Tidal Energy Slowed by ROCs
Written by Jonah Heller
Unlike many elements of the natural world, tidal fluctuation occurs twice everyday, with almost clocklike precision. But capturing the highly predictable ebb and flow of tides as a renewable energy source is not quite as simple.
Similar to hydroelectric power, tidal energy is captured as water flows across a fence or dam, which spins a turbine, generating electricity.
One setback is that tidal flow isn't continuous, and goes to zero while transitioning between high and low tides. Therefore the potential power generated from tide dams is estimated to be less than half that of river dams, while the costs are almost identical.
The moon, gravitational fields, and pure economics dictate that only absolutely ideal locations be developed with this type of sustainable technology. Additionally, the Department of Energy has claims that only 40 such locations exist on earth.
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In comparison to other renewable energy sources, tidal energy is relatively expensive. But Blue Energy of Canada is optimistic they can generate electricity at rates less than $0.05 per kWh, putting them in competition with traditional power companies.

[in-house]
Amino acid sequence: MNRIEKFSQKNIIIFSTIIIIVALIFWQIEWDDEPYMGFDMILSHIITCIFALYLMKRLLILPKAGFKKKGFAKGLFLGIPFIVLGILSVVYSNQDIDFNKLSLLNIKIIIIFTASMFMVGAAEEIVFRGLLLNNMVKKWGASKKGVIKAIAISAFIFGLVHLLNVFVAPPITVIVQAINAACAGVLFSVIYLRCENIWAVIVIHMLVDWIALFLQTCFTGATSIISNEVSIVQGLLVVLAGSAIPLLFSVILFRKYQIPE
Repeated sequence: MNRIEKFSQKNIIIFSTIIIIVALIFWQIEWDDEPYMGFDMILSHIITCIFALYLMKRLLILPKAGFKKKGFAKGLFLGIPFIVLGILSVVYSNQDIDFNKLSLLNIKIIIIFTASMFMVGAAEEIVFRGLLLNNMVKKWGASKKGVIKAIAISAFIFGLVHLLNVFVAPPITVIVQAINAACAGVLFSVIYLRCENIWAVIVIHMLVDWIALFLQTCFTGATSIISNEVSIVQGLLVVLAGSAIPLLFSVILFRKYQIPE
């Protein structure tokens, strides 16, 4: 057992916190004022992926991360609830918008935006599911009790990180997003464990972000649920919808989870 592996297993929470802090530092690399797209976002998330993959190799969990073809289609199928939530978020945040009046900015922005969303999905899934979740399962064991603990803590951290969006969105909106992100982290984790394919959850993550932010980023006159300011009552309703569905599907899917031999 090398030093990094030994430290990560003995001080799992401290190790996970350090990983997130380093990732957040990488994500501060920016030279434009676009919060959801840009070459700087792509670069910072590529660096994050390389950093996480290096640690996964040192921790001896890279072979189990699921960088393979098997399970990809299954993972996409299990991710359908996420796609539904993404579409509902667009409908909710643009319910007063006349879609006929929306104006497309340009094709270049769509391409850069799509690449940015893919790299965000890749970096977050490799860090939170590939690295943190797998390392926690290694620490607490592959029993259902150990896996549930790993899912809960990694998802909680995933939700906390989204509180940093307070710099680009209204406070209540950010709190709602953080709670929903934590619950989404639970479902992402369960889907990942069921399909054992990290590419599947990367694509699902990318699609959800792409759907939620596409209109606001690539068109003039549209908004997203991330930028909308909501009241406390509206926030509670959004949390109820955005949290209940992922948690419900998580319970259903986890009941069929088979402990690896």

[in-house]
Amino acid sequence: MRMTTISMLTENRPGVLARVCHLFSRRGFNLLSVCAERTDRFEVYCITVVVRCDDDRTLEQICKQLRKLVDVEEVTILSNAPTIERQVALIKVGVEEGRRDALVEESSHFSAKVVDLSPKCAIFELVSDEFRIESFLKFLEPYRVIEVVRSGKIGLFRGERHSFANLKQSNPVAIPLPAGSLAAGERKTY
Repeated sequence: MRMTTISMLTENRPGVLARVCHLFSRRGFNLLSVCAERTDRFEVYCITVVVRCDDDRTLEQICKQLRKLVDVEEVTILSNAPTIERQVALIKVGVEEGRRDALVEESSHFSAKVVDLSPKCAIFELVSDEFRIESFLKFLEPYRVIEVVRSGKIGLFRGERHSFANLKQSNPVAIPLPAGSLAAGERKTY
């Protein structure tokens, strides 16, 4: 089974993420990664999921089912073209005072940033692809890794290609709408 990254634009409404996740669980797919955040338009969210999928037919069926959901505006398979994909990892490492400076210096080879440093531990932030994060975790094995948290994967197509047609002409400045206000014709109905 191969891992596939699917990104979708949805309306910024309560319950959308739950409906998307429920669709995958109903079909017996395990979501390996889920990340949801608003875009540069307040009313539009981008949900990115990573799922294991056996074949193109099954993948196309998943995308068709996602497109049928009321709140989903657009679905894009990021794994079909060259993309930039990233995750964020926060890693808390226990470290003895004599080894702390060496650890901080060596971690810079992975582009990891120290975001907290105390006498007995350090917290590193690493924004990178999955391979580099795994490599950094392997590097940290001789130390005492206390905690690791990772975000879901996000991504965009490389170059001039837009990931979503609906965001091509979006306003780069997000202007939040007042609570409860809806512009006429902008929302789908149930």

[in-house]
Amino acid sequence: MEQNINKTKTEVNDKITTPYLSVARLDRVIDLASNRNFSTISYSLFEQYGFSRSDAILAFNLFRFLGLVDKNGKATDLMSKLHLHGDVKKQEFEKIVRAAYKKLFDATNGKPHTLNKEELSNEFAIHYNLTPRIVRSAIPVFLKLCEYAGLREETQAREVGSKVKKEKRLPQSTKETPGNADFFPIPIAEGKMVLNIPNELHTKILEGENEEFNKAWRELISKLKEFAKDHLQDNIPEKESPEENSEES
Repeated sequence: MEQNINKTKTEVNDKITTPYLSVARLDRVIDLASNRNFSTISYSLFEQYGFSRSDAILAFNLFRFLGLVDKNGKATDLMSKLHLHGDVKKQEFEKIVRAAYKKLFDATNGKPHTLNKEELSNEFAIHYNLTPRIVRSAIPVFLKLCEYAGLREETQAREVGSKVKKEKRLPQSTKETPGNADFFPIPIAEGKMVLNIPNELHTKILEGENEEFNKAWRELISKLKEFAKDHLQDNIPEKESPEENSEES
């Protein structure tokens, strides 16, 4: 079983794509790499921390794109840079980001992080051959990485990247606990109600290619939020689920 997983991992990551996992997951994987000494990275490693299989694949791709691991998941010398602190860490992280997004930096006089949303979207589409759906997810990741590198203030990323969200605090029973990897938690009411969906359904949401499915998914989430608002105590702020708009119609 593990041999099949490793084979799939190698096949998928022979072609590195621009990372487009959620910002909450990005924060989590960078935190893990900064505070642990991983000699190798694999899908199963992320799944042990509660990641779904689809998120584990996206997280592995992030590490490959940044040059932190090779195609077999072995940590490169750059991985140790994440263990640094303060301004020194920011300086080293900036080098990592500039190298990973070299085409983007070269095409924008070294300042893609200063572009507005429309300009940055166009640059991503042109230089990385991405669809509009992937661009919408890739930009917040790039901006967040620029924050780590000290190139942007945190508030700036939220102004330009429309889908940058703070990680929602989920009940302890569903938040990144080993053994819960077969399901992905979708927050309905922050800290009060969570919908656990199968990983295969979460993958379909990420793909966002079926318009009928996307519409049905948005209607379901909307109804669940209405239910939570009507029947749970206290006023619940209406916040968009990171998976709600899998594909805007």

In other parts of the globe companies are slightly less hopeful. The United Kingdom for example, where the probability of building a large scale tidal energy facility is very much dependent on Renewable Obligation Certificates or ROC's.
At the moment the future of renewable energy and ROC's in the UK is unclear. David Robinson CEO of PD Ports Group based in the UK has said “There is a major reluctance to invest in this sector until the government sets the level for ROC's which will determine what proportion of their power that UK electricity suppliers must generate from renewable resources”. Until that time, projects are likely to sit on hold.
Peel Energy, a UK development group headquartered has been planning to install a tidal power system in the Mersey Estuary (near Liverpool) since 2005. But with a £3.5 billion ($5.63 billion) price tag, the project is currently stalled and unlikely to move forward without an increased subsidy.
Unfortunately, it looks like the tide could be going out for this renewable energy source, but only time will tell.